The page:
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Wetlands, Environment, Society and Pressures: Effects of environmental changes on the ecological and social functions of riverine wetlands (WESPe)

Project Leader
Hein Thomas, Project Leader
Sparkling Science
Type of Research
Basic Research
Project partners
Wassercluster Lunz - biologische Station GmbH, Lunz am See, Austria.
Contact person: Dr. Gabriele Weigelhofer;
Function of the Project Partner: Partner

Further information:

Arnberger Arne, Sub Projectleader
Eder Renate, Project Staff
Winkler Peter, Project Staff (bis 31.12.2011)
BOKU Research Units
Institute for Landscape Development, Recreation and Conservation Planning
Institute of Hydrobiology and Aquatic Ecosystem Management (IHG)
Funded by
Bundesministerium für Wissenschaft und Forschung, Minoritenplatz, 1010 Wien, Austria
Riverine wetlands belong to the most threatened ecosystems of the world. The massive river regulation measures during the last 100 years, together with other human impacts, have led to dramatic changes in the water balance and in the ecologic situation. Global climate changes, increasing land use pressures and pollution present an additional stress for these rich and diverse ecosystems which threatens their basic ecological functions.

The aim of the 2-year research project WESPe is to study the effects of environmental changes and increased stress levels on the ecological and social functions of riverine wetlands. Our study area is the floodplain Lobau in the Danube River Basin, an ecological valuable nature reserve immediately at the border of the city of Vienna. The global warming, the frequent changes between dry periods and catastrophic floods as well as the increasing number of visitors influence the structure, diversity and stability of the sensitive aquatic and semi-aquatic habitats and affect their attractiveness as recreation places.

In our project, researchers from the University of Natural Resources and Applied Life Sciences, Vienna, and of the Interdisciplinary Water Research Institute WasserKluster Lunz work together with students of the schools HS Orth, GRG 10, BRG 18 and Francisco Josephinum Wieselburg to analyse the interactions between stress intensity by environmental and human factors, ecological functioning and attractiveness of floodplain habitats. Emphasis is given to the significance of riverine wetlands for the life quality of young people.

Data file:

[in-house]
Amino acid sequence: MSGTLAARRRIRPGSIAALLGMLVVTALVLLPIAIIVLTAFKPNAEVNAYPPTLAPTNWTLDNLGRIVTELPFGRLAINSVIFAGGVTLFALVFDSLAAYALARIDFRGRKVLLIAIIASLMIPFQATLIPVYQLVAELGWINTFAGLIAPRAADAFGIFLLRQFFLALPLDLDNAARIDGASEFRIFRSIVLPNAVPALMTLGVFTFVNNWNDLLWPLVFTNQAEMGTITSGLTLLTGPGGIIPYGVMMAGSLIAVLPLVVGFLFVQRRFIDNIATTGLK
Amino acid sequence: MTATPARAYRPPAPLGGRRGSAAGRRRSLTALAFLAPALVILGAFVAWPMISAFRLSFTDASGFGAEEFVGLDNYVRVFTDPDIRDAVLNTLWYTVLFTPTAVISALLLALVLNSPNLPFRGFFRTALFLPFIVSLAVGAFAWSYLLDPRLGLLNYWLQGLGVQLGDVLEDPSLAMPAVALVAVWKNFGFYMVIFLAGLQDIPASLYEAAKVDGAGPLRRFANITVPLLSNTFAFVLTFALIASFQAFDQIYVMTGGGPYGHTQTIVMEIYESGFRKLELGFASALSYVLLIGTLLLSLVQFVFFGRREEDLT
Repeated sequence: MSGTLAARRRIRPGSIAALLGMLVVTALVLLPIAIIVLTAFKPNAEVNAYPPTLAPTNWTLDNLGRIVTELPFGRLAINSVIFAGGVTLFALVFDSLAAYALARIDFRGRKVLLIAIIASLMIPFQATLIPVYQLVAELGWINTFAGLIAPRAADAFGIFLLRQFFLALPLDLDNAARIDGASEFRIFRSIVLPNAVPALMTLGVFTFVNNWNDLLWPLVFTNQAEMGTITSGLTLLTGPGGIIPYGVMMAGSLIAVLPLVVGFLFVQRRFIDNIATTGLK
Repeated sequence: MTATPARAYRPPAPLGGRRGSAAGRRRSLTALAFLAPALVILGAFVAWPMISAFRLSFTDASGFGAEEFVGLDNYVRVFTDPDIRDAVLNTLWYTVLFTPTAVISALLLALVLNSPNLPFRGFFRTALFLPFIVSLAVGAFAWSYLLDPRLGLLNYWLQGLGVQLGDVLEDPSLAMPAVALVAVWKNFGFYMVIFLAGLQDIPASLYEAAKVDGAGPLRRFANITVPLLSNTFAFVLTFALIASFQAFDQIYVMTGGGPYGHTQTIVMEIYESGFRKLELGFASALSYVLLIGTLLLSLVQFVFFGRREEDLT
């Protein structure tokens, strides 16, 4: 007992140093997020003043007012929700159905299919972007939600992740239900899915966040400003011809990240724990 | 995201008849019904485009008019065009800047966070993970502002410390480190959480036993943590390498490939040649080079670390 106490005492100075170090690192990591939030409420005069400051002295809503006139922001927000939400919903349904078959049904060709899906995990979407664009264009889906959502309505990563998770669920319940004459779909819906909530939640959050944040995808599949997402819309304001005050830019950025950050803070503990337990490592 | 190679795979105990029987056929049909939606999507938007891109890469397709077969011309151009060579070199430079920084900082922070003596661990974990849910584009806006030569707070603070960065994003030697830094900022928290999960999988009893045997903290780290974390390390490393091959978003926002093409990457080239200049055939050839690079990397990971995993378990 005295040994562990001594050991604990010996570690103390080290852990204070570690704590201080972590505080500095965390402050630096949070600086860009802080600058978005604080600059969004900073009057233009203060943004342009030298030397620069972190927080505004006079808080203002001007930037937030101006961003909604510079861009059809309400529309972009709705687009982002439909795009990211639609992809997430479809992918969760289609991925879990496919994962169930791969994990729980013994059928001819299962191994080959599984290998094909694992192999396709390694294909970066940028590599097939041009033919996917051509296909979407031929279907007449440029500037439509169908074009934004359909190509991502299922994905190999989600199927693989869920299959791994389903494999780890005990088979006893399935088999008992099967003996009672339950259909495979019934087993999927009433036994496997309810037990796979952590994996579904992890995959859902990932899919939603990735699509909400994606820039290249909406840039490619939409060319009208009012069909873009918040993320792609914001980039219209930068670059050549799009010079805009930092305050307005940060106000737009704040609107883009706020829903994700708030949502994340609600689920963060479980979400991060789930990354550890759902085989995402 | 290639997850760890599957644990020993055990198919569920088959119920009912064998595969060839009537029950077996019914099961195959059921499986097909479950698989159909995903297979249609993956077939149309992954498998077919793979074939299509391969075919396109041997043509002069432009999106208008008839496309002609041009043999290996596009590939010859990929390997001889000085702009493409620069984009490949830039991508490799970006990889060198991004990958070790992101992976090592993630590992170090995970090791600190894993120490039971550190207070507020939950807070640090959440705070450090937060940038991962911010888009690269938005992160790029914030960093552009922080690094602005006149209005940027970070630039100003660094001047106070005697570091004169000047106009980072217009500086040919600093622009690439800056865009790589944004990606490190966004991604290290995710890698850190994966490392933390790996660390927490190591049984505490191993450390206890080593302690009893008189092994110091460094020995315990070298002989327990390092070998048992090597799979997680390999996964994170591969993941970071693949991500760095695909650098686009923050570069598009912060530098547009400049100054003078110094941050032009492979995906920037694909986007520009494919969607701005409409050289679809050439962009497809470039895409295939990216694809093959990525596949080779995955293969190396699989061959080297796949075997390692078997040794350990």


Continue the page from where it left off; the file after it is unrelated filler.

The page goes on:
plant ecology; animal ecology; ecological system research; geomorphology; climatology; hydrobiology; interdisciplinary natural science; Sustainable development, sustainable economics; general social research; children/youth research; spatial research; geographic information systems (GIS); Landscape ecology; Cultural landscape research; technical didactics (natural sciences);
research - education - cooperation; climate change; ecological and social carrying capacity; urban riverine wetland;

Arnberger, A., Eder, R. (2012): Adolescents’ preferred river landscapes for recreation depending on human impact and river dynamic.
[15th European Forum on Urban Forestry EFUF 2012, Leipzig, Germany, 08.05.2012 - 12.05.2012]

In: Helmholtz Centre For Environmental Research - UFZ, Urban Forests - Ecosystem Services and Sustainable Maintenance, p. 20

Arnberger, A., Eder, R. (2012): Alluvial forests for adolescents? Adolescents’ preferences for river landscapes as places for recreation depending on the degree of naturalness..
[1st Conference on Forests for People 2012 - International experiences and the vital role of forests for the future, Alpbach, Austria, 22.05.2012 - 24.05.2012]

In: Pröbstl, U., 1st Conference on Forest for People


Arnberger, A., Eder., R. (2012): Adolescents’ Preferred Natural River Landscapes for Recreation - A Question of Heterogeneity?.

NERR 2012, April 1-3, 2012, Cooperstown, NY

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